Yes, this list gives the model names, manufacturers and dates of approval as well as the identification codes and sizes that have been approved. It will be available, together with all documentation relating to the approval procedure, via a new Equipment page on the UCI website.
11. Have the Regulations been amended with the introduction of the approval procedure?
Not at all, there has been no change to the technical regulations except for the addition of Article 1.3.001bis that introduces the new approval procedures. For clarity, a Practical Guide to Implementing the Technical Regulations is available from the UCI website and will be regularly updated to respond to any technical questions that may arise.
12. How is the application of the new approval procedure going to improve communication between the UCI and manufacturers?
The Approval Protocol has been drafted taking into account the concerns, problems and requests of manufacturers presented to us at the Eurobike Show in Friedrichshafen, as well as more generally over recent years. The UCI recognizes that historically there has been a lack of contact with manufacturers. One of the purposes of the introduction of the approval procedure has been to improve communications between the UCI and manufacturers. The procedure will build up contacts with all manufacturers; they will now have a very straightforward way of putting their questions and requests to the UCI. Considering that this contact has been virtually non-existent up to the present and there has not been a comprehensive official list of manufacturers, we intend to rectify the situation to facilitate communications with all manufacturers.
13. Does the UCI have intellectual property rights for the drawings, designs, brands or any other documents sent by manufacturers?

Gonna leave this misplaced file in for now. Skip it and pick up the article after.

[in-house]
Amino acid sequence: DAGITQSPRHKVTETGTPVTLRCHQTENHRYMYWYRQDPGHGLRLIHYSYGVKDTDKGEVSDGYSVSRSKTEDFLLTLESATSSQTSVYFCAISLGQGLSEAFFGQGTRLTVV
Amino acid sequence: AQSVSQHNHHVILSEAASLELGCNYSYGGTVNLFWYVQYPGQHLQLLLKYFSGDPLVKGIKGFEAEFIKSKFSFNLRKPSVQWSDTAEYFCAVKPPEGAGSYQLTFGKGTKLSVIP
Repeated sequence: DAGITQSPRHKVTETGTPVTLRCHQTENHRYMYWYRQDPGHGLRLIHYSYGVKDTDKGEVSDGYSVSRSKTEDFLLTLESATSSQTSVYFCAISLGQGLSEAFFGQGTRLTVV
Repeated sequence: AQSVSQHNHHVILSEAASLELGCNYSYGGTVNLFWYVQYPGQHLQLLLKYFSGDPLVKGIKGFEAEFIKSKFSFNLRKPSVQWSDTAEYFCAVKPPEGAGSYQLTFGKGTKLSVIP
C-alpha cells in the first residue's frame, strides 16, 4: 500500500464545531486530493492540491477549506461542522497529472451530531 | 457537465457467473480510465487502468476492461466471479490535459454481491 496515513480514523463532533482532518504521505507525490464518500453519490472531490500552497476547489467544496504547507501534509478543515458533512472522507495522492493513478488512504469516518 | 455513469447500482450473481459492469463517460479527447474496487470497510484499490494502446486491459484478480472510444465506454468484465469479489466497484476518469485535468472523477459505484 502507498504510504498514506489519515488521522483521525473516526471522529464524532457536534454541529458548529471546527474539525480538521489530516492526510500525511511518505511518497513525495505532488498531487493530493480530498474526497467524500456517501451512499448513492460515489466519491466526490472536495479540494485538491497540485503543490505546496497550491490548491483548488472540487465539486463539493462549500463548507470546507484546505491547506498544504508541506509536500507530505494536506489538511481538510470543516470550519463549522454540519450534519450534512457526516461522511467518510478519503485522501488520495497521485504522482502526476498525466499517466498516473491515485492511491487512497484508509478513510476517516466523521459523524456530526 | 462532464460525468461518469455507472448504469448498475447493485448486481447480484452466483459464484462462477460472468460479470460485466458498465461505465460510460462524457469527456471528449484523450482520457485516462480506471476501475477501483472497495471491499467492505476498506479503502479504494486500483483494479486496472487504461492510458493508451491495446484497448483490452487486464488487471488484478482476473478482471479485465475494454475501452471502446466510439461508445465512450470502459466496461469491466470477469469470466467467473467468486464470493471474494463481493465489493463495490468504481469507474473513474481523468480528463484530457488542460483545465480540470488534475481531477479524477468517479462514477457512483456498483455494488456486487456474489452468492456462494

No, all information that is exchanged remains confidential. The documents and files supplied by a manufacturer remain the manufacturer’s exclusive property.
14. What method will be used to ensure the complete confidentiality of exchanges of information between the UCI and manufacturers?
All exchanges of data will be conducted through an encrypted network using the OpenTrust® platform (see OpenTrust® Users’ Guide). OpenTrust® is a European leader in new generation data security software. Among OpenTrust’s® clients are some of Europe’s biggest companies, government departments handling sensitive issues and enterprises that want to implement an environment of trust in electronic data exchange. Every manufacturer applying under the full approval procedure will have its own OpenTrust® account. This account is opened upon receipt of the Application Form. Information will also be exchanged using OpenTrust® for simplified procedures, although individual accounts will not be required.
15. What is the cost to manufacturers for the approval procedure for frames and forks?
The fee depends on the service provided. The following scale of charges applies:
- CHF 5,000 + VAT for each model of frame and fork submitted by the manufacturer for the full procedure for a maximum of 8 sizes.
- CHF 3,000 + VAT for each model of frame and fork submitted by the manufacturer for the intermediate procedure for a maximum of 8 sizes.
- CHF 500 + VAT for each model of frame and fork submitted by the manufacturer for the simplified procedure for a maximum of 8 sizes.
16. Why do manufacturers have to pay a fee to have their models of frames and forks approved for use in competition?